The world of The Elder Scrolls Online has expanded once more with Elsweyr, the focal point of the MMORPG's year-spanning dragon-themed story arc. The latest chapter takes place within the homeland of the feline race of the Khajiit, introduces dragons as a roaming threat, and allows players to take control of the undead with a new necromancer class. Dragons, cat people, and the undead - it all sounds all little convoluted, but it weaves together here for a compelling narrative and helps to propel the five-year-old title forward in exciting ways.
We soon found ourselves at the centre of the unfolding war after arriving at the dusty plains of Northern Elsweyr. The Khajiit have a hell of a fight on their hands as an alliance between the dragons and the dark magic-wielding necromancers threatens to reduce their home to all but a smouldering crater. Banding together with old allies Abnur Tharn and Sir Cadwell we set out to put a stop to these hulking sky beasts and learnt more about their origins and why they want to devastate Elsweyr. A few surprise revelations, the high stakes threat, and the odd buffoonish remark from Cadwell helped the narrative stand out for us, although we felt it stumbled in a few places (we'll get to that later).
We started with a new character, a Khajiit with necromancer abilities, and were able to enter Elsweyr without having made any previous progress. We thought it may be important to reiterate this for potential newcomers that all chapters in The Elder Scrolls Online can be jumped into regardless of whether you have played before. It's an open sandbox and it's accessible for all as the enemies you encounter and quests you undertake scale to your current level. The narrative is also standalone meaning that unlike something like Kingdom Hearts 3 you need no knowledge of prior events to work out what on earth is going on throughout.
Elsweyr has all the usual trimmings of an ESO chapter; it features a new zone, a new class, and its own story arc, but easily its most distinguished addition is the inclusion of dragons (they're on the box art after all, right?). These formidable beasts are present beyond the story as they can be seen circling above you in the open world and can be tracked by following their location marker on your map. Dragons provide a deviation from typical zone boss encounters and we loved watching the community pull together collectively to try and slowly whittle away at their health and rake in some pretty enticing loot. We'd certainly recommend that you approach dragons in groups as even one flap of their wings can be fatal and their sheer bulkiness means that your attacks alone will have the impact of a bee sting. Dragons make for formidable foes and in one particularly tricky boss fight, we had to avoid raging hurricanes and bolts of lightning on the battlefield whilst having to carefully coordinate our attacks.
While battling dragons is fun, perhaps the most underwhelming aspect of the chapter for us was Elsweyr itself. Vvardenfell had its volcanic pits and giant mushrooms, and Summerset stood out with its fairytale-like castles, mythical gryphons, and gorgeous green and purple stretches of terrain. About 60% of Elsweyr is just comprised of dust and sand and even outside of this the neighbouring farmland and jungles provided little to capture our eye from a visual perspective, and it's simply not that interesting when compared to some of the other zones we have previously explored. That being said, what it does do well is provide us an up-close look into the culture of the Khajiit, a race we're sure many players have marvelled at since their introduction to the series.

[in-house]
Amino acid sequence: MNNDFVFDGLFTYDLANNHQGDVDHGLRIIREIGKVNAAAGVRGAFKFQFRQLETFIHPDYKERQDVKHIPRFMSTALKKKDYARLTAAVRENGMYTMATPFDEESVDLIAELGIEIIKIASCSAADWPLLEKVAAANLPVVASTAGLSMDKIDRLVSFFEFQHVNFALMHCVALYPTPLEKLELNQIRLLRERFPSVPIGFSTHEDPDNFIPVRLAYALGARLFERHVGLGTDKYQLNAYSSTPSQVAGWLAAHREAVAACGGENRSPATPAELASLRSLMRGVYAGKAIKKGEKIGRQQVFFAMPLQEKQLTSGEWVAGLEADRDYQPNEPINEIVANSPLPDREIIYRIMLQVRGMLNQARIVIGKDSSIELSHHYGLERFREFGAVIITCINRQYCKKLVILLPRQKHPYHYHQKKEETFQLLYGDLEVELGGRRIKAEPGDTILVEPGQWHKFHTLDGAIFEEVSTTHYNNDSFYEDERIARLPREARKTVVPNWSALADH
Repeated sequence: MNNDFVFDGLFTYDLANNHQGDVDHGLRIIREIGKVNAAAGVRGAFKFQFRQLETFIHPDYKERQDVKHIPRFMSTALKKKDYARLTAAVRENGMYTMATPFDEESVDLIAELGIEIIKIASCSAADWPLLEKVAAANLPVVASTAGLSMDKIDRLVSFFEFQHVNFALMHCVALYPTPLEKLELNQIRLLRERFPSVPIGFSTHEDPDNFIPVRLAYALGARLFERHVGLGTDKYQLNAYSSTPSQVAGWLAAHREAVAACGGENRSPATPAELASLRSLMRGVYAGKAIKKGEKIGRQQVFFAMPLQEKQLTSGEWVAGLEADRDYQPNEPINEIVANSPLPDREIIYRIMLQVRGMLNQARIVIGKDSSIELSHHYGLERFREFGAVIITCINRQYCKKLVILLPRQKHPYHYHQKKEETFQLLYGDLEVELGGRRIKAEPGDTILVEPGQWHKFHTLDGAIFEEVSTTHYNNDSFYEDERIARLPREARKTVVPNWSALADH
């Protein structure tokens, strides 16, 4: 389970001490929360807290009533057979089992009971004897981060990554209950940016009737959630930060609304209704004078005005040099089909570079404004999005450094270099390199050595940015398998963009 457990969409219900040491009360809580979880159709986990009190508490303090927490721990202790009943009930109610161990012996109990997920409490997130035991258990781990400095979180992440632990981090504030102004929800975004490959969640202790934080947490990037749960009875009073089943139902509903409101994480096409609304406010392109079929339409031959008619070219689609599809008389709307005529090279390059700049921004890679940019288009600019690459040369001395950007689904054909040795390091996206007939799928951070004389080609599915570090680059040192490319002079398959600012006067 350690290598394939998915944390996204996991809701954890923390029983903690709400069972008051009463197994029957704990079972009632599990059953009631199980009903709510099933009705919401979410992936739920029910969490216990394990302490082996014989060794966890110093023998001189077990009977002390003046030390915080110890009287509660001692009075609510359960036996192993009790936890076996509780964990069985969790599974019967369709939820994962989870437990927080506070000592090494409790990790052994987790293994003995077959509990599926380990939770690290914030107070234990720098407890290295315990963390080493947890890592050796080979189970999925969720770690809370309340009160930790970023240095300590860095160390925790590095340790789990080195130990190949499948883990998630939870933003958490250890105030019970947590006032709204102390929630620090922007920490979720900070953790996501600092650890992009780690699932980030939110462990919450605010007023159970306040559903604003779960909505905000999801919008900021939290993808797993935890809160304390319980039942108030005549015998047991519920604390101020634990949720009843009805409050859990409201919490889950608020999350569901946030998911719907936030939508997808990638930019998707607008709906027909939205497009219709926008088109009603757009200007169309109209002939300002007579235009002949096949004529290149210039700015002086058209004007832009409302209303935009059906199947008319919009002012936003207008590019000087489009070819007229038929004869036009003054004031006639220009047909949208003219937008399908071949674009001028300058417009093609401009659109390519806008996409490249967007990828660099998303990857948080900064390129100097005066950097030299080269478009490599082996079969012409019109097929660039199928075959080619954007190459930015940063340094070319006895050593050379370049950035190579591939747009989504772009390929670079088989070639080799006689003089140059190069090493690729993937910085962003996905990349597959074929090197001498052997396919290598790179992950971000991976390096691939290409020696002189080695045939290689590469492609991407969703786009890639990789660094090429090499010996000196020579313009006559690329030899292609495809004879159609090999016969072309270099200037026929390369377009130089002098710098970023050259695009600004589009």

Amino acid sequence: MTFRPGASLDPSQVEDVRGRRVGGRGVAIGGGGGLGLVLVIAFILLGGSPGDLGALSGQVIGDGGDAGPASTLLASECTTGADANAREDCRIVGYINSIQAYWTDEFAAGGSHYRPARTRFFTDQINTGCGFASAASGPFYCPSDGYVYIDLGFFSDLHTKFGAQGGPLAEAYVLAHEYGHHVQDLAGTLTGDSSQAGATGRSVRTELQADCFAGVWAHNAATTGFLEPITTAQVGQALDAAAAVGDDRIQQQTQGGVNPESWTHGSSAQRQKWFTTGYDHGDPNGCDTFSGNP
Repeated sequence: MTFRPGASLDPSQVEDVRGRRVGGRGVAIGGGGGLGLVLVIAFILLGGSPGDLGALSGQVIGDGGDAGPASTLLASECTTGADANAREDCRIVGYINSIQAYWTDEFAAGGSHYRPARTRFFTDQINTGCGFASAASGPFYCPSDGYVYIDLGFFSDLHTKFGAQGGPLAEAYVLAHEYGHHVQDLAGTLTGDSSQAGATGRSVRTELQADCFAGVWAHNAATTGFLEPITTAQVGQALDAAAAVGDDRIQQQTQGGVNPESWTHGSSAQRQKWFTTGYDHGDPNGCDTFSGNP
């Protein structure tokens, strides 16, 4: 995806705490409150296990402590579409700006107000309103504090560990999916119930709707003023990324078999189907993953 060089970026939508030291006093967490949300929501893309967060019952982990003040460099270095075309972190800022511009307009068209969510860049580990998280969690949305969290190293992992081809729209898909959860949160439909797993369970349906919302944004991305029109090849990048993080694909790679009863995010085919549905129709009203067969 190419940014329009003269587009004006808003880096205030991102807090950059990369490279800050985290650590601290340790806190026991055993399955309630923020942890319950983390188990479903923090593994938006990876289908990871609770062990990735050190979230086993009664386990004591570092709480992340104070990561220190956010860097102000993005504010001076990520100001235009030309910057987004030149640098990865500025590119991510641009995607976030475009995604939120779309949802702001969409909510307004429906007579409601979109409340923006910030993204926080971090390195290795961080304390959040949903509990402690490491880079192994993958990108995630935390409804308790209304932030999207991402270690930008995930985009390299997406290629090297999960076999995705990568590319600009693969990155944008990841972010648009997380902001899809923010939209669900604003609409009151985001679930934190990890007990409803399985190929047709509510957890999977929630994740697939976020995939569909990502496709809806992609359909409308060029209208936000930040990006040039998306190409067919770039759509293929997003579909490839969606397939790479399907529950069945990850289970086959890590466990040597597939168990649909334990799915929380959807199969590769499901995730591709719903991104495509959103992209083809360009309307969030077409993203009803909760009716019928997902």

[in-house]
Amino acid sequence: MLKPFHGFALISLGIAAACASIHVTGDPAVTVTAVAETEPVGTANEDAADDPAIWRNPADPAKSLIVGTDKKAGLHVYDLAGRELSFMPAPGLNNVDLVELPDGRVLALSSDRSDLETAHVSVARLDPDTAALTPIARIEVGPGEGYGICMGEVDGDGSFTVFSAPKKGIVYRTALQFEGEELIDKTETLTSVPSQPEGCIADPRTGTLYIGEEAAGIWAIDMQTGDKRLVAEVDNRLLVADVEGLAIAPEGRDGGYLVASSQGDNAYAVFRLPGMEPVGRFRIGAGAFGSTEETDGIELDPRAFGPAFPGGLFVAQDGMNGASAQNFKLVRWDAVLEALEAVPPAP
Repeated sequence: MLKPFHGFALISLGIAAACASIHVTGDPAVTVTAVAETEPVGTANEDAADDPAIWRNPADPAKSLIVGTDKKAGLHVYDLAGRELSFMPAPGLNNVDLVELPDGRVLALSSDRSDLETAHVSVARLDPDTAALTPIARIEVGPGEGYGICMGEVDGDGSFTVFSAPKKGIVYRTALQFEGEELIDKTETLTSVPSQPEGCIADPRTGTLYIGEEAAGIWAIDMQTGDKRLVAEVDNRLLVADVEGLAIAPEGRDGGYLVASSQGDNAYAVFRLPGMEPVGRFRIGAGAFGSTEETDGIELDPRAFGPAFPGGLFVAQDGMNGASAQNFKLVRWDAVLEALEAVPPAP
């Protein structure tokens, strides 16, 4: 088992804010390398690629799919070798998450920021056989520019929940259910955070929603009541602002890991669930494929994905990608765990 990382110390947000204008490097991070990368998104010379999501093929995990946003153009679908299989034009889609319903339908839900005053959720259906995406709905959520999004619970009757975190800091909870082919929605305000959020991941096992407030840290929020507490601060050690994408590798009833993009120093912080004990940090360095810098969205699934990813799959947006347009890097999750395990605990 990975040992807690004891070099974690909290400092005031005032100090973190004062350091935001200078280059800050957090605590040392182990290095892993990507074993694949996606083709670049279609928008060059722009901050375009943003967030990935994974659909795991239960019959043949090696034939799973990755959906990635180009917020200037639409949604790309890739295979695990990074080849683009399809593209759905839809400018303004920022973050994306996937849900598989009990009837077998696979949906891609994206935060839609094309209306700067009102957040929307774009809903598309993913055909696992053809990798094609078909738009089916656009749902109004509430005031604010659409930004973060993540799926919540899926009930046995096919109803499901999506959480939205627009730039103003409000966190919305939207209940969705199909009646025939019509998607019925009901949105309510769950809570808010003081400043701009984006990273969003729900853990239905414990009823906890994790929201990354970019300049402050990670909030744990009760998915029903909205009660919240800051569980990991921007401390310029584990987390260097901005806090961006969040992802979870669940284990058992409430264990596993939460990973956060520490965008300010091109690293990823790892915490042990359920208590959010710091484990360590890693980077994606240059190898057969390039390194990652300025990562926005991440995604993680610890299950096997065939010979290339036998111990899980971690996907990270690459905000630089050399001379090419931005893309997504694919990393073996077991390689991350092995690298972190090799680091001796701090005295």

We found the new necromancer class offered us plenty of flexibility within our playstyle and we felt unstoppable and delightfully evil when raising the dead to explode into enemies and using a grim reaper's scythe to claw back our declining health. The class introduces three new skills lines - Grave Lord, Bone Tyrant, and Living Death - along with a new morality element as practising certain spells can land you in hot water if there are guards nearby. We found ourselves using a mix of abilities drawn from across these skill lines, which made for a nice balance of healing, tanking, and offensive abilities. We could fire skulls from a distance, use the scythe to heal ourselves, and we could transform into a huge skeletal beast for added defence.
Another criticism we have with Elsweyr is with its length. The main storyline is comprised of just eight quests and some of these we finished in less than an hour. Sure, this doesn't account for the added trials, explorable dungeons, and the many side quests it has to offer (these we can see taking around 25-30 hours to complete) but we certainly wished we had more central story content available as this was one of the highlights of the expansion. The story also ended in kind of an awkward place and we suspect that all the loose ends that it left will be wrapped up in future content updates as this is the so-called year of the dragon. If true though this means players will have to maintain their paid subscription to see how things pan out.
It may not receive the honour of being our favourite ESO expansion to date but Elsweyr still makes for a great time whether you're a beginner or a series veteran. We loved unleashing the power of the undead through the new necromancer class and enjoyed how dragons made for a formidable threat that allied the entire community. We did feel though that the story wrapped up a little too quickly and the zone of Elsweyr just didn't have the same visual appeal as other zones, however. With the previous Wrathstone DLC and now with Elsweyr ESO's year of the dragon has started promising and we can't wait to see what comes next.